Helen Mirren follows her acclaimed on-screen performance as Elizabeth II in a new play by The Queen writer Peter Morgan, charting the 60 years of weekly audiences the Queen has granted her Prime Ministers.
Award-winning director Stephen Daldry directs Mirren and an all star cast of British Prime Ministers through the ages including Michael Elwyn as Anthony Eden, Haydn Gwynne as Margaret Thatcher, Edward Fox as Winston Churchill, Richard McCabe as Harold Wilson, Nathaniel Parker as Gordon Brown, Paul Ritter as John Major and Rufus Wright as David Cameron. The Equerry is Geoffrey Beevers and the role of Young Elizabeth will be played by Bebe Cave, Maya Gerber and Nell Williams.
Read reviews of The Audience, below, from the Guardian, Telegraph, Independent, Evening Standard and more.
"What a great if faintly guilty pleasure this play proves. In times past, the dramatist Peter Morgan would have been locked up in the tower for such impudent lese-majesty, and might have counted himself lucky to have kept his head on his shoulders. But as he showed in his screenplay for The Queen about the crisis that engulfed the Royal Family following the death of Princess Diana, Morgan admires his monarch. And in this marvellous piece, with Helen Mirren once again giving a magnificent performance as the Queen, he penetrates at least some her mystery, with compassion, grace, affection and humour." Read more
"...Mirren also captures the Queen's mix of the extraordinary and the ordinary. Like HMQ in Alan Bennett's A Question of Attribution, she has the capacity to see through all forms of pretence. And, in her dialogues with her younger self, she conveys the sense of entrapment and loneliness that co-exists with a life of royal privilege. I have a theory that all plays about monarchy, from Shakespeare's Henry V to Howard Brenton's 55 Days, end up as studies of solitude. That's exactly what happens here. But if Morgan's speculative and essentially static high-class political gossip – what you might call Pepys behind the scenes – acquires emotional resonance, it is largely thanks to the naturally majestic Mirren." Read more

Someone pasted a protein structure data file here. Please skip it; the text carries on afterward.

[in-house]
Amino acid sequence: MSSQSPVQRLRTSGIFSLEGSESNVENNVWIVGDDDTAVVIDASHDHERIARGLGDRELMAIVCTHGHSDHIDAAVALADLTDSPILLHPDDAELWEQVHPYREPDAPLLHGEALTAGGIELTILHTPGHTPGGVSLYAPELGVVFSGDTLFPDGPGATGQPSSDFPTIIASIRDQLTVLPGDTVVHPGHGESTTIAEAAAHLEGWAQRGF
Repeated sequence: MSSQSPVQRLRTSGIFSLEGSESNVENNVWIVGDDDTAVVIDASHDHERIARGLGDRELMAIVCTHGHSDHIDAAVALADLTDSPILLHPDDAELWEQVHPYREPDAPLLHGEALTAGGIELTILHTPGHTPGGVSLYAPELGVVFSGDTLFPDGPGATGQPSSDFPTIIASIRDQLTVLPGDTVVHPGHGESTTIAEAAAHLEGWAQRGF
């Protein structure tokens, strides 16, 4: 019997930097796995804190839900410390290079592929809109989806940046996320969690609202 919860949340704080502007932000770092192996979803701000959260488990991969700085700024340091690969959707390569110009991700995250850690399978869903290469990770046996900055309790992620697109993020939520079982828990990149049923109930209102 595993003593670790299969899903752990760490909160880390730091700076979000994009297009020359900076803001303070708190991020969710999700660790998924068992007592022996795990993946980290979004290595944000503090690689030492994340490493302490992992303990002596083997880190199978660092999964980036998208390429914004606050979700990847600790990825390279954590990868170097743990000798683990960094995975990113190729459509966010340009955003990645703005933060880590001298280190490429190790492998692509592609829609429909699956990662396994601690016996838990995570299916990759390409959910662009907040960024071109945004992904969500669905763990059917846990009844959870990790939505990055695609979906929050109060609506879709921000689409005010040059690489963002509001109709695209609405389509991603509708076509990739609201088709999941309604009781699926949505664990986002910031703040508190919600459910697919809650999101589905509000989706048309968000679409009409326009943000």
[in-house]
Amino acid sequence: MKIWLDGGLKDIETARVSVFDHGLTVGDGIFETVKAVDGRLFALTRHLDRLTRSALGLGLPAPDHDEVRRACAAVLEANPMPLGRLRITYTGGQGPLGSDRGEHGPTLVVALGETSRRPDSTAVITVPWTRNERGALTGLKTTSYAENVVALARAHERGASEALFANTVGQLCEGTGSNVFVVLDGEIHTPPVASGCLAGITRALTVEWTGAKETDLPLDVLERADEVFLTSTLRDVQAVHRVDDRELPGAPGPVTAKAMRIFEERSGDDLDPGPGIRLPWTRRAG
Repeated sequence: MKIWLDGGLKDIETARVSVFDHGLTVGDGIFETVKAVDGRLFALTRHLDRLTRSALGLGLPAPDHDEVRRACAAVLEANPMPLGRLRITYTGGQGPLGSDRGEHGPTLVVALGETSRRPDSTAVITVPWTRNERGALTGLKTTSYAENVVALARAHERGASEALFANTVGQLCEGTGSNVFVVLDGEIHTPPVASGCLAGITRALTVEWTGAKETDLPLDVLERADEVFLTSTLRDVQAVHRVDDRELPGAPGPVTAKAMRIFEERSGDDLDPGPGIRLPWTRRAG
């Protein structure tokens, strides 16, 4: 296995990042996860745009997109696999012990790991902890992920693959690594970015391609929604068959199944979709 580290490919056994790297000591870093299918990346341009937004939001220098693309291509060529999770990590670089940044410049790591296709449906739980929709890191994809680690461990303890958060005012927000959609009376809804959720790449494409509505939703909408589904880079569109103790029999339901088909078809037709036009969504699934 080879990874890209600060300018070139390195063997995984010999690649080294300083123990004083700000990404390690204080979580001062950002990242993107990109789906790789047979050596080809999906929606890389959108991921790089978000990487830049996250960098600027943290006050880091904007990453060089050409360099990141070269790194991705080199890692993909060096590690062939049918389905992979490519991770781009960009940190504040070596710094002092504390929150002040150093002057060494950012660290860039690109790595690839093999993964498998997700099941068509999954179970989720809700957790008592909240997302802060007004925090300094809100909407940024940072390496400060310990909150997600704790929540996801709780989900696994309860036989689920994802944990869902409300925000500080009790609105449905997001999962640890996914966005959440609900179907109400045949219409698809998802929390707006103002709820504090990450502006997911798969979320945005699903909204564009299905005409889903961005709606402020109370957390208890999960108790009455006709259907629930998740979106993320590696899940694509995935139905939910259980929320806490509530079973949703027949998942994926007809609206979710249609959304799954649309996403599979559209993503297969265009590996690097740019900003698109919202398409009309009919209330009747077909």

"Haydn Gwynne brings steely forcefulness to Margaret Thatcher. We’re also treated to a paranoid Gordon Brown (Nathaniel Parker), Paul Ritter’s blundering John Major, and a sickly Churchill from Edward Fox, who stepped in at short notice after Robert Hardy cracked his ribs in a fall. Of greatest interest is Richard McCabe as Harold Wilson. Somewhat questionably, Morgan pictures Wilson as a buffoonish figure, adept at wacky impersonations and lacking any academic gravitas. McCabe makes this amusing and – as Wilson’s mind deteriorates – affecting." Read more
"The theatrical experience is sharpened and empowered with little vignettes in which Mirren communes sympathetically with her younger self (a shared role portrayed beautifully on the night I saw the show by Bebe Cave) about the magnitude of the job that awaits her. As with the audiences themselves (confidential, advisory, safe), there is a strong sense of the dynamics of therapy here, leading to some beautiful moments when the Queen reflects on her life - is she, she wonders, a “postage stamp with a pulse”? The set is beautiful. The palace meeting room is exquisitely recreated, as is the drawing room of Balmoral in a scene where McCabe’s Wilson (supposedly a pipe smoker) puffs on his cigars. And we even get a surprise appearance from a pair of corgis. It’s all hugely enjoyable - just don’t believe everything you hear." Read more
The New York Times
"Directed with restrained flair by Stephen Daldry, and designed with a voyeuristic elegance by Bob Crowley, “The Audience” seems destined to reign in the West End as an exercise in reassurance for uncertain times. It’s a sort of starched-bosomed nanny of a play, offering the artistic equivalent of nursery food and equally digestible history lessons. But let’s get one thing clear: As a work of speculative, fact-based fiction, “The Audience” isn’t a patch on “The Queen,” the excellent 2006 Stephen Frears film, with a screenplay by Mr. Morgan, for which Ms. Mirren won an Oscar playing the same role." Read more
"The resulting vignettes are of variable quality but they add up to considerably more here than the sum of their parts. This is thanks to the thematically piercing idea of presenting the encounters non-chronologically – a format which is expressed with a haunting, magical malleability by Stephen Daldry's superlative (and beautifully designed) production. And the 67 year old Mirren rises to the daunting technical challenge with a quite uncannily fluid lightness of touch as she shifts back and forth on an age-spectrum of six decades. " Read more
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